How a petrol pump technician used microchips for nation-wide fraud | noida | Hindustan Times
Today in New Delhi, India
Jul 24, 2017-Monday
-°C
New Delhi
  • Humidity
    -
  • Wind
    -

How a petrol pump technician used microchips for nation-wide fraud

Officials said that the accused cut supply by 60ml in one litre, which would provide a profit of Rs15-Rs 20 lakh per month to owners of pumps that witnessed heavy rush. Owners of pumps where customers were less made around Rs5-Rs7 lakh per month.

noida Updated: May 23, 2017 11:39 IST
Sohil Sehran
STF sources said that they trained others for installing the chips and the demand for the chips, which has a specific shape, started rising.
STF sources said that they trained others for installing the chips and the demand for the chips, which has a specific shape, started rising. (HT Photo)

The idea to tamper with oil flow at petrol stations by installing an electronic chip, which results in less quantity of fuel being dispensed, was initiated by a technician who allegedly worked for more than 15 years at a filling station of Indian Oil Corporation in Lucknow.

Officials of the Special Task Force (STF) of Uttar Pradesh nabbed the accused, Ravinder, 40, and 23 others last month.

Officials said that the accused cut supply by 60ml in one litre, which would provide a profit of Rs15-Rs 20 lakh per month to owners of pumps that witnessed heavy rush. Owners of pumps with less customers made around Rs 5-Rs 7 lakh per month.

The accused was well versed with the electronics involved in oil dispensing machines. Officials said that he was tasked with fixing a snag in one such machine at the filling station, which resulted in the idea. He is a resident of Barabanki.

The accused installed the chip in the pulse unit (in picture) to slow down fuel supply. (HT Photo)

There are three main units in the machine — pulse unit, central unit and dispensing unit — used in oil supply. The chips would be installed in the pulse unit to slow down the supply of fuel.

A remote sensor was also used to send signals to the pulse unit and the dispensing unit. The chip would reduce the supply and the dispenser would show a false reading. The entire exercise would bypass the role of the central unit that regulates the oil supply.

According to the police, Ravinder was initially able to procure the chip but was unable to install it.

Remote sensor (in picture) was also used to send signals to the pulse unit and the dispensing unit. The chip would reduce the supply and the dispenser would show a false reading. (HT Photo)

Sources in the STF said, “The seal on devices inside dispensing machines and mathematical calculation to control the supply were his obstacles. He befriended an engineer of Midco Company that deals with fuel dispensing equipment and the duo executed the plan together. It was started from the same filling station where he was working as a technician. Over a period of time, both of them spread their network across the state.”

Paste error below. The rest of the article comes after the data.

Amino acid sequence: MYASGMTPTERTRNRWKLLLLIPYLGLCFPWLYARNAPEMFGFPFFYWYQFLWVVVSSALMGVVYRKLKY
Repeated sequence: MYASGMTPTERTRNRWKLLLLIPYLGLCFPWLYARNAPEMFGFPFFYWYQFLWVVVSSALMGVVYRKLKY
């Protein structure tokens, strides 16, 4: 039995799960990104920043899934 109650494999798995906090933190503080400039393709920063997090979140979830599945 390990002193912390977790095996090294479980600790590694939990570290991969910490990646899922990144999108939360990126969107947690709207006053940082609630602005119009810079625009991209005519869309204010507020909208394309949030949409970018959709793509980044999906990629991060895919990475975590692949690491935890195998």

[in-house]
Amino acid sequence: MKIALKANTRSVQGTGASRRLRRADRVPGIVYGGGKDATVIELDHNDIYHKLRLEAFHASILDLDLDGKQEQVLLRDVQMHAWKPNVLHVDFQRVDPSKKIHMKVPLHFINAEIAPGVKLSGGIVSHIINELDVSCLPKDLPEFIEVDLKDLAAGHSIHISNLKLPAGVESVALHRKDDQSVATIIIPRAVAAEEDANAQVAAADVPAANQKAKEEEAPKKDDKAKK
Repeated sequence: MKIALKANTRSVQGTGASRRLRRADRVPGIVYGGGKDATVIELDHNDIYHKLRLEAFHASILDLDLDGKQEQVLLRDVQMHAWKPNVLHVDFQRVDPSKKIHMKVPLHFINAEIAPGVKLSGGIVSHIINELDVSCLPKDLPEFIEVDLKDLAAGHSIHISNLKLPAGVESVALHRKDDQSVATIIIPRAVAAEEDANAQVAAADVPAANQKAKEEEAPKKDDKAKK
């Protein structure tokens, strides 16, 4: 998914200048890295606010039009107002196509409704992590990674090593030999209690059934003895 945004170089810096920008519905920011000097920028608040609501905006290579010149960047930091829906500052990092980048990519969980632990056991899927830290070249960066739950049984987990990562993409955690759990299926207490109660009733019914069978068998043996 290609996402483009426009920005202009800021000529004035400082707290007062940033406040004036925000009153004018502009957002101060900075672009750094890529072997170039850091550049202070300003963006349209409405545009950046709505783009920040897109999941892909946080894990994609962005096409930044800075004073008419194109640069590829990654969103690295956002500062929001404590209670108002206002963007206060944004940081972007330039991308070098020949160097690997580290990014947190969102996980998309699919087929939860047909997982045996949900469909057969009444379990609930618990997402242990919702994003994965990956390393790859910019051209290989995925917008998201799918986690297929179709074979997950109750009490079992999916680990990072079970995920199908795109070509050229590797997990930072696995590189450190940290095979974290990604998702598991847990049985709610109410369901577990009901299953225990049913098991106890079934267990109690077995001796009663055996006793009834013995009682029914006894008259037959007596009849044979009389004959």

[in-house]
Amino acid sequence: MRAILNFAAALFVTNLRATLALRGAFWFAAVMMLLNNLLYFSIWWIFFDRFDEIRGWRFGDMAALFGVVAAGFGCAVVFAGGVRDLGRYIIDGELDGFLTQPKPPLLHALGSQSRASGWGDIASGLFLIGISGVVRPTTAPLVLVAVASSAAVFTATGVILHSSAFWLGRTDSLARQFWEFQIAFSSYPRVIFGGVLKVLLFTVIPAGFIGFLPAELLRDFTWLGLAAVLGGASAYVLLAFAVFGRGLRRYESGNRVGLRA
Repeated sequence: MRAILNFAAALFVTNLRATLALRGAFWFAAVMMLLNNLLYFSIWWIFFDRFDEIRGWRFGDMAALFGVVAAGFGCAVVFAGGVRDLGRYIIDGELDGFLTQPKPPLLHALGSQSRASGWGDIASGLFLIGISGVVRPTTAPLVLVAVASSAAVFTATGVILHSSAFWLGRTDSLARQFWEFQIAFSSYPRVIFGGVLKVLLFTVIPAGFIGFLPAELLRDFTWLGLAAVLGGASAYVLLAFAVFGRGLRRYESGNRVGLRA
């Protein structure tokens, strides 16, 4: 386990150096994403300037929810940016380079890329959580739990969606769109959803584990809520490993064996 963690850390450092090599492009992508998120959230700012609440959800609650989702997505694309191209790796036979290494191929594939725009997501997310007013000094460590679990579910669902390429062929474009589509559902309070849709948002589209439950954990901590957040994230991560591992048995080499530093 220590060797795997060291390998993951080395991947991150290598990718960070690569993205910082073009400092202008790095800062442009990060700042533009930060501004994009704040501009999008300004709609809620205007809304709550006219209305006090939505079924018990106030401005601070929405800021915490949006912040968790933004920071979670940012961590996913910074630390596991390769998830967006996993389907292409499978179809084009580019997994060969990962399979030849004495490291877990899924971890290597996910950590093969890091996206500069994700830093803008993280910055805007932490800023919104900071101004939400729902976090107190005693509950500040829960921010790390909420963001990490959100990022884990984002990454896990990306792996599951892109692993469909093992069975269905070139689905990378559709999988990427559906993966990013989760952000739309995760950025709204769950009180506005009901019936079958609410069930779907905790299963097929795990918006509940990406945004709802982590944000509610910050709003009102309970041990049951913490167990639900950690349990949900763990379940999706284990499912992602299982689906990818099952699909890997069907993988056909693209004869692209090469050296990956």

STF sources said that they trained others for installing the chips and the demand for the chips, which has a specific shape, started rising. He became an expert and started a nexus of technicians. In his chain, a technician would charge Rs 7,000 for installation and Rs 3,000 for procuring the chip.

Raj Kumar Mishra, deputy superintendent of police, Noida-STF, who was conducting raids in Gautam Budh Nagar district with other officials said, “Since he started minting money, he went on to share this idea with people not only in UP but in other states as well. In fact, people in Bihar were working for him and his network was spread up to Mumbai, from where chips were sourced and later installed in fuel dispensers.”

Ravinder came to spotlight a month ago when the STF came to know about the oil theft and arrested him and 23 accomplices.

The STF continued with raids and found that most filling stations in Muzaffarnagar were using these electronic chips. In one of the raid raids, a suspect told the police that he had procured the chips through courier from Purnia district of Bihar. The STF then went to Purnia and arrested an accused. The STF team found oil dispensing machines at his residence. They said that his job was to receive the chips sourced from Mumbai and supply them in UP.

Officials said the man based in Purnia was working in close association with Ravinder and was trained to install the chips. Sources said that these chips had to be replaced every two months.

Ravinder ran his operations for six years in the state before his arrest in April. He had become popular in the trade and was expanding his network to other states as well.


Mishra said that when raids were being conducted, people got to know and started removing the chips from the pulse unit, which is a part of the dispenser. These chips are fixed with a solder and on removal, leave a mark that shows that the device has been tampered with.

Meanwhile, the Allahabad high court on Monday lauded the role of the STF for breaking the oil nexus. In its order, it said that the role of weight and measurement department is suspicious, with regard to the installation of electronic devices in machines. The court has said that seals are installed by the weights and measures department and without tampering with these, it would not have been possible to tamper with the fuel supply.